Louie's Wine Dive Brings Smart Pairings to Clayton

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The Coconut Street Noodle, available for lunch for $9 ($14 with shrimp, as shown). - PHOTO BY SARAH FENSKE
  • PHOTO BY SARAH FENSKE
  • The Coconut Street Noodle, available for lunch for $9 ($14 with shrimp, as shown).

Louie's Wine Dive (16 S. Bemiston Avenue, Clayton; 314-875-9373), the newest restaurant to open in downtown Clayton, is the sort of chain restaurant you wish more chains were offering. It's not breaking any new ground, but it's a good place for a business lunch or a glass of wine, all executed with friendly good cheer.


The seventh outlet in a concept that began in Kansas City and is now steadily marching in all directions from there, the first St. Louis area location for Louie's Wine Dive fills the space that used to be Tani Sushi Bistro. It's a relatively small storefront, but there's a lot going on here. A big bar takes up most of the front half of the room, with only smaller tables to the right of it. The back half of the space is split into thirds, with a half-open kitchen, booths and more of those smaller tables.


The lawyers who office in Clayton may be the only people left in America who regularly take lunch breaks away from their desks, and as a result Louie's has been packing in diners ever since it opened a few weeks ago. The servers do a great job of keeping things moving; you could easily get in and out in under an hour here, even if drinks were involved.

And they're certainly hoping drinks will be involved. The wine list is fairly big for a place of this type, and built to be user-friendly, with both white and red organized so you start with varietals that pair well with lighter foods (salads and nuts on the white side; fins, chicken and pasta on the red one) and end with fins and cheese or pigs and cows. You can choose from a lengthy list by the glass or an even longer one by the bottle, so long as you're willing to commit to two glasses — and once opened, our server explained on our visit, everyone in the bar benefits: The rest of the bottle is then offered by the glass, too. The result is an endless opportunity for wine lovers to try something new.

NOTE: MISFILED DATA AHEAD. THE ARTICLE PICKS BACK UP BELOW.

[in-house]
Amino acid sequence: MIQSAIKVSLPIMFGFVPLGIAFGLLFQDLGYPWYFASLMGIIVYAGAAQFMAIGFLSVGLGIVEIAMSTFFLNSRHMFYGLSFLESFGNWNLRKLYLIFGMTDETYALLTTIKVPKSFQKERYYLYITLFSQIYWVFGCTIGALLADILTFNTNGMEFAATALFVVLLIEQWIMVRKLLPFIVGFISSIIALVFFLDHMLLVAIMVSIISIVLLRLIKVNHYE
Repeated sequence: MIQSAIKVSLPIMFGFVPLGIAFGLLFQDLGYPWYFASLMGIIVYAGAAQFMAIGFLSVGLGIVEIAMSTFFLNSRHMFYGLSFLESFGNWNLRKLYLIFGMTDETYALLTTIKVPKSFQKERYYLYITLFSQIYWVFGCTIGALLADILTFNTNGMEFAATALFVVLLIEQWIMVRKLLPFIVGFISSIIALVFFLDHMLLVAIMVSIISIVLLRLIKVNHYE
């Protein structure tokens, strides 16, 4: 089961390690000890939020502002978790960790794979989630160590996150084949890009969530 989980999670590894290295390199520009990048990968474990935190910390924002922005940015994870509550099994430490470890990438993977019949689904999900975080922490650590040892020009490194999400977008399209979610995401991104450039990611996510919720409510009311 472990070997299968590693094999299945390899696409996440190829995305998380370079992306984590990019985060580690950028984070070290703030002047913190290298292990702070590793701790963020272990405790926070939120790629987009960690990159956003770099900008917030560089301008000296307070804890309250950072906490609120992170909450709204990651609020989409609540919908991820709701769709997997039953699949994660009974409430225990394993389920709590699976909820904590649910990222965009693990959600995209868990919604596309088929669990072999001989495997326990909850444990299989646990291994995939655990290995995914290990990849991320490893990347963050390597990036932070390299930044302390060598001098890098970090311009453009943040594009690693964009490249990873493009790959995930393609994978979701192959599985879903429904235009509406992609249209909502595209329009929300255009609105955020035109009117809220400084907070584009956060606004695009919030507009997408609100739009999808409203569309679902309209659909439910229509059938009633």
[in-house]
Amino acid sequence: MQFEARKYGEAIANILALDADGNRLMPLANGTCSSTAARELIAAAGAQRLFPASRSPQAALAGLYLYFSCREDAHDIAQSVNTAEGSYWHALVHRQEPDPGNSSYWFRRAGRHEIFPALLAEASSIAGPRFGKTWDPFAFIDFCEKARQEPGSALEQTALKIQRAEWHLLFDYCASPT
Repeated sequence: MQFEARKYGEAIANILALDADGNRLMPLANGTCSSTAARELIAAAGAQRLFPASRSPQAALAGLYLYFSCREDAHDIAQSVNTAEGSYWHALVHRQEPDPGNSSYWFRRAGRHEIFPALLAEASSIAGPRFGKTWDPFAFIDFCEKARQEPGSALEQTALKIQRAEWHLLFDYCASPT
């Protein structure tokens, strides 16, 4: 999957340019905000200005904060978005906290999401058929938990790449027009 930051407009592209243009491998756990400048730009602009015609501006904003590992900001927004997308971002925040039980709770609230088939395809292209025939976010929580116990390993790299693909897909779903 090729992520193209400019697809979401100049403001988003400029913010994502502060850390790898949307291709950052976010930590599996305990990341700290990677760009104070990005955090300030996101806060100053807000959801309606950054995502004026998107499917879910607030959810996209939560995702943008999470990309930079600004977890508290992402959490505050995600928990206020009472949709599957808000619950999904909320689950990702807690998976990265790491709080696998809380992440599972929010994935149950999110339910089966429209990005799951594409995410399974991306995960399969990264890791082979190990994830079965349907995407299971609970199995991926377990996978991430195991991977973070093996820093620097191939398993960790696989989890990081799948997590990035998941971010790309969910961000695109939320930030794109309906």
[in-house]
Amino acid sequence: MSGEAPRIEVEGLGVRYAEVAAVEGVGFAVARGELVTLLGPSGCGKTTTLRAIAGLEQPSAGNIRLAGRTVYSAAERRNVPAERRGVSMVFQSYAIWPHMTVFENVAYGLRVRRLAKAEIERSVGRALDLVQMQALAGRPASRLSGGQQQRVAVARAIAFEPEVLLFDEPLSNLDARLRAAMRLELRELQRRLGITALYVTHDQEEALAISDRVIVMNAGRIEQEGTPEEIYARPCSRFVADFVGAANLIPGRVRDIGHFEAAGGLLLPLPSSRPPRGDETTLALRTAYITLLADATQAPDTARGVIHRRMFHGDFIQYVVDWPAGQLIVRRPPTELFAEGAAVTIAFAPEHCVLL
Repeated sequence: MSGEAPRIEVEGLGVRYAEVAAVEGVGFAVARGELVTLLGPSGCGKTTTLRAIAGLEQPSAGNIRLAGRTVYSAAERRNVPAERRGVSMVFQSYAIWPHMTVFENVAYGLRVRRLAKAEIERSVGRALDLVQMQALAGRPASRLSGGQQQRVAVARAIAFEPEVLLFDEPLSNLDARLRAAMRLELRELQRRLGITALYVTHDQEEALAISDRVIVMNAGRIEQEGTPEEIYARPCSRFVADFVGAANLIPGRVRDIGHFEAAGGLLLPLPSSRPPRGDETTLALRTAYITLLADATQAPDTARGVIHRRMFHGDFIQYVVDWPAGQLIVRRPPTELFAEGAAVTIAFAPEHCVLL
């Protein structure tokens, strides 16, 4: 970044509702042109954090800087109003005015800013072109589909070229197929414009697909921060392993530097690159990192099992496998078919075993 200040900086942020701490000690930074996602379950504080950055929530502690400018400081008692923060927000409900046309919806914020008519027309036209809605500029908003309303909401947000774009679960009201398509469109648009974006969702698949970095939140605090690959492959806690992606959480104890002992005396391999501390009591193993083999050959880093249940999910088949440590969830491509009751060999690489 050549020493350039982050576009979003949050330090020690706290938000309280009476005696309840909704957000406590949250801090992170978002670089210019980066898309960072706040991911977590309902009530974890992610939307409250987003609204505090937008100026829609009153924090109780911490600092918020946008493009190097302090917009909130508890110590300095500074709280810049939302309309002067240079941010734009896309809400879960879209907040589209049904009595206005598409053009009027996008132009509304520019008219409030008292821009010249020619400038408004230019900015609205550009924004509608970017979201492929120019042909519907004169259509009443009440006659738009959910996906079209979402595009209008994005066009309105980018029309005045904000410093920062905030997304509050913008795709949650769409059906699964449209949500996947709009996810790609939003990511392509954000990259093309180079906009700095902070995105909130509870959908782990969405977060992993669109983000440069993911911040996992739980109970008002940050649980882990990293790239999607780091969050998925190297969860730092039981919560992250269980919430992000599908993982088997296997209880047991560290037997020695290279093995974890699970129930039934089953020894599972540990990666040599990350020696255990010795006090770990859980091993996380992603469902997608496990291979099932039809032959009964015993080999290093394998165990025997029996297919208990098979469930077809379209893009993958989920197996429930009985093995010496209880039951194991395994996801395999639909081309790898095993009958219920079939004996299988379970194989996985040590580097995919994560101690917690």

If you're not into wine, there's also a smartly done list of "libations," each for $9 and each featuring the sort of trendy ingredients Applebee's has yet to cotton to ("Sage Bramble," anyone?). This, too, will be proffered at lunch, whether or not you ask.

But you needn't come here just to drink: Even though the menu is exactly the same from location to location, the food is better than that setup would lead you to expect. For either lunch or dinner, you can choose from shared plates, greens, a burger and pasta, including the coconut street noodle, which wowed us on our visit with incredibly bouncy shrimp and cabbage atop pasta.

At lunch, you could also try a grilled cheese or fish and chips; dinner features additional entree choices, including a tandoori Atlantic salmon, a roasted chicken or a flatiron steak. Nothing, even the steak, is more than $22.

For fun, and surely because wine calls for cheese on all occasions, there's both a cheese flight and, separately, fried cheese curds, served with both marinara and a serrano-flecked aioli. Why don't more places outside Wisconsin serve cheese curds? They are insanely tasty as a rule, and the ones here don't disappoint.

You will also see a poutine on the menu here, because hey: Everyone needs a poutine in 2016, even chain restaurants. Here it comes topped with blue fin crab, which seems highly unnecessary. But maybe that's just our sobriety talking. After a few glasses of a good white Burgundy, we're sure we could get on board with that too.

Turn the page for more photos of Louie's.

Notes on wine offerings fill a chalk board along the wall upon entrance. - PHOTO BY SARAH FENSKE
  • PHOTO BY SARAH FENSKE
  • Notes on wine offerings fill a chalk board along the wall upon entrance.
Cheese curds are fried and offered with two sauces for dipping. - PHOTO BY SARAH FENSKE
  • PHOTO BY SARAH FENSKE
  • Cheese curds are fried and offered with two sauces for dipping.
The sesame-crusted tuna salad comes topped with an orange-soy vinaigrette. - PHOTO BY SARAH FENSKE
  • PHOTO BY SARAH FENSKE
  • The sesame-crusted tuna salad comes topped with an orange-soy vinaigrette.
The restaurant inhabits the former Tani Sushi Bistro space in the heart of downtown Clayton. - PHOTO BY SARAH FENSKE
  • PHOTO BY SARAH FENSKE
  • The restaurant inhabits the former Tani Sushi Bistro space in the heart of downtown Clayton.

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